LINEAR PROGRAMMING PROBLEM: A GEOMETRIC APPROACH


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1 59 LINEAR PRGRAMMING PRBLEM: A GEMETRIC APPRACH 59.1 INTRDUCTIN Let us consider a simple problem in two variables x and y. Find x and y which satisfy the following equations x + y = 4 3x + 4y = 14 Solving these equations, we get x=2 and y=2. What happens when the number of equations and variables are more? Can we find a unique solution for such system of equations? However, a unique solution for a set of simultaneous equations in n variables can be obtained if there are exactly n relations. What will happen when the number of relations is greater than or less then n? A unique solution will not exist, but a number of trial solutions can be found. Again, if the number of relations are greater than or less than the number of variables involved and the relation are in the form of inequalities. Can we find a solution for such a system? Whenever the analysis of a problem leads to minimizing or maximizing a linear expression in which the variable must obey a collection of linear inequalities, a solution may be obtained using linear programming techniques. ne way to solve linear programming problems that involve only two variables is geometric approach called graphical solution of the linear programming problem.
2 18 :: Mathematics 59.2 BJECTIVES After the study of this lesson you will be able to define feasible solution define optimal solution solve linear programming problems by graphical method SLUTIN F LINEAR PRGRAMMING PRBLEMS In the previous lesson we have seen the problems in which the number of relations are not equal to the number of variables and many of the relations are in the form of inequalities (i.e., or ) to maximize (or minimize) a linear function of the variables subject to such conditions. Now the question is how one can find a solution for such problems? To answer this questions, let us consider the system of equations and inequations (or inequalities). We know that x represents a region lying towards the right of y axis including the y axis. y x x x y Fig Similarly, the region represented by y, lies above the x axis including the x axis. y x y 0 x y Fig. 59.2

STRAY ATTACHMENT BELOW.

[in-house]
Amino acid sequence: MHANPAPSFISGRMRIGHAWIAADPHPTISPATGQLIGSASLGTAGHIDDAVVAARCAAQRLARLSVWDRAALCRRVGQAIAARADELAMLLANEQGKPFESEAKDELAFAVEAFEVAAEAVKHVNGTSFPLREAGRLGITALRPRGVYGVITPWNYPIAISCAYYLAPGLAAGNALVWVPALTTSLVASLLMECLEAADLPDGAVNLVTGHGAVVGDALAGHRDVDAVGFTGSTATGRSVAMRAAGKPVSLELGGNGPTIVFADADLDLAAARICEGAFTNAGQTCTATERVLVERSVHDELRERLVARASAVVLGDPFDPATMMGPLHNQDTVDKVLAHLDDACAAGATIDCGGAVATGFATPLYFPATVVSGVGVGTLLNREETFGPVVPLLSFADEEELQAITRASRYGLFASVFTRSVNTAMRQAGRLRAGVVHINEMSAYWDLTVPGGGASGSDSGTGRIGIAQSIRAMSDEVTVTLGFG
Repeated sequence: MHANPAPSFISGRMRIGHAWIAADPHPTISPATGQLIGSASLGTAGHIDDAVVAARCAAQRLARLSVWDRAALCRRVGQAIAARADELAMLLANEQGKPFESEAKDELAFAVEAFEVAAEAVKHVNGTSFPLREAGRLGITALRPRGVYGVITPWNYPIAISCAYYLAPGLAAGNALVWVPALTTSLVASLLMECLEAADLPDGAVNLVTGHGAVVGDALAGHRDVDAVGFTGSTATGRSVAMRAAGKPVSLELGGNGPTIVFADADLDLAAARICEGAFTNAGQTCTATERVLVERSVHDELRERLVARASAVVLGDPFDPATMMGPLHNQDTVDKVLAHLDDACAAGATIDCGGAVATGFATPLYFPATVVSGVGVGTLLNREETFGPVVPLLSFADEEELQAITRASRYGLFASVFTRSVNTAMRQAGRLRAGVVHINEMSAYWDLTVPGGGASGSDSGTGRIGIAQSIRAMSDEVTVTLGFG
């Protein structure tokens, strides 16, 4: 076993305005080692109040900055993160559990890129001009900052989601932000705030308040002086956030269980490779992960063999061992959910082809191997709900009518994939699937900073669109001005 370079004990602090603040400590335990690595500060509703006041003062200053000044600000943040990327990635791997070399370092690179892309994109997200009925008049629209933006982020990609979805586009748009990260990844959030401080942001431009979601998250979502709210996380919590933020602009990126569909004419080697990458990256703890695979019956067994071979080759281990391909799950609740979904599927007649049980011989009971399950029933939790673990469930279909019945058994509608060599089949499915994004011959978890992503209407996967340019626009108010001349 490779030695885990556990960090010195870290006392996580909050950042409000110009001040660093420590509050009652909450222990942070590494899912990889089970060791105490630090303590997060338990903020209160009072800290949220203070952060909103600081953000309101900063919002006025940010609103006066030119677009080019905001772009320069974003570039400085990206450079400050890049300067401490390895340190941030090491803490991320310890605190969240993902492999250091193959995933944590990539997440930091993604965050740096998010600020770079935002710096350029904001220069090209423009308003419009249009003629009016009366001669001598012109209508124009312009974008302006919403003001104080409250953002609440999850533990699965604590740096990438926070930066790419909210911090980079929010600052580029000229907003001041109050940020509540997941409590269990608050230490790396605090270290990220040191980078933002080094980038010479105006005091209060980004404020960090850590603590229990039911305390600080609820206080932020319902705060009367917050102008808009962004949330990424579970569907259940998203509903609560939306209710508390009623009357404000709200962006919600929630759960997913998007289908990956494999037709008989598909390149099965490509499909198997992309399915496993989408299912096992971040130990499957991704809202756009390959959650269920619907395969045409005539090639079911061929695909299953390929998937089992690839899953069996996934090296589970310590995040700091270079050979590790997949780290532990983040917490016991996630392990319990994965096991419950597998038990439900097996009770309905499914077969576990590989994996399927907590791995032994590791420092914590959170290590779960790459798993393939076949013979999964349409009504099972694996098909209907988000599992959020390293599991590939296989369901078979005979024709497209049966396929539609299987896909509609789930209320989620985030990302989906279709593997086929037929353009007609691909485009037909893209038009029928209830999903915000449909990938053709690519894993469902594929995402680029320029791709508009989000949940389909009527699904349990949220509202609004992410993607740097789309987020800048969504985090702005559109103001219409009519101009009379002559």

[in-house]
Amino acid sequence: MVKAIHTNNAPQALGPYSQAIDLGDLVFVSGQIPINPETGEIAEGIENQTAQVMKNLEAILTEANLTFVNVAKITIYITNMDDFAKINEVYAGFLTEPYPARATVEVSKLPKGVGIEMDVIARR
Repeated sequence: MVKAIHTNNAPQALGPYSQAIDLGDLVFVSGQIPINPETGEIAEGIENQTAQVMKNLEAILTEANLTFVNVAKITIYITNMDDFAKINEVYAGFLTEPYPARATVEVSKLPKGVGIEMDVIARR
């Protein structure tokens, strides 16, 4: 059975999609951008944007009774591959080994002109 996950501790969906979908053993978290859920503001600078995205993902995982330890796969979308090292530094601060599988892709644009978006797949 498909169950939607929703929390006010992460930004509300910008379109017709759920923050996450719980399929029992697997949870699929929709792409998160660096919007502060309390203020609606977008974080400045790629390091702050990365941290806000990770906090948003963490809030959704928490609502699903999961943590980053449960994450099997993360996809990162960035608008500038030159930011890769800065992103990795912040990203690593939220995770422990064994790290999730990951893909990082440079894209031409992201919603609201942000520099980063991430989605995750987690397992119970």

3 Linear Programming Problem: A Geometric Approach:: 19 The question arises what region will be represented by x and y simultaneously. bviously, the region given by x, y will consist of those points which are common to both x and y. It is the first quadrant of the plane. y x, y x x y Fig Next, we consider the graph of the equation x + 2y 8. For this, first we draw the line x + 2y = 8 and then find the region satisfying x + 2y 8. Usually we choose x = 0 and calculate the corresponding value of y and choose y = 0 and calculate the corresponding value of x to obtain two sets of values (This method fails, if the line is parallel to either of the axes or passes through the origin. In that case, we choose any arbitrary value for x and choose y so as to satisfy the equation). Plotting the points (0,4) and (8,0) and joining them by a straight line, we obtain the graph of the line as given in the figure 59.4 below. y B(0,4) x + 2y = 8 x A(8,0) x y Fig. 59.4
4 20 :: Mathematics We have already seen that x and y represents the first quadrant. The graph given by x + 2y 8 lies towards that side of the line x + 2y = 8 in which the origin is situated because any point in this region will satisfy the inequality. Hence the shaded region in the figure (59.5) represents x, y and x + 2y 8 simultaneously. y (0,4) x + 2y = 8 (8,0) x x y Similarly, if we have to consider the regions bounded by x, y and x + 2y 8, then it will lie in the first quadrant and on that side of the line x + 2y = 8 in which the origin is not located. The graph is shown by the shaded region, in figure (59.6) y Fig (0,4) x + 2y = 8 x (8,0) x y Fig The shaded region in which all the given constraints are satisfied is called the feasible region Feasible Solution A set of values of the variables of a linear programming problem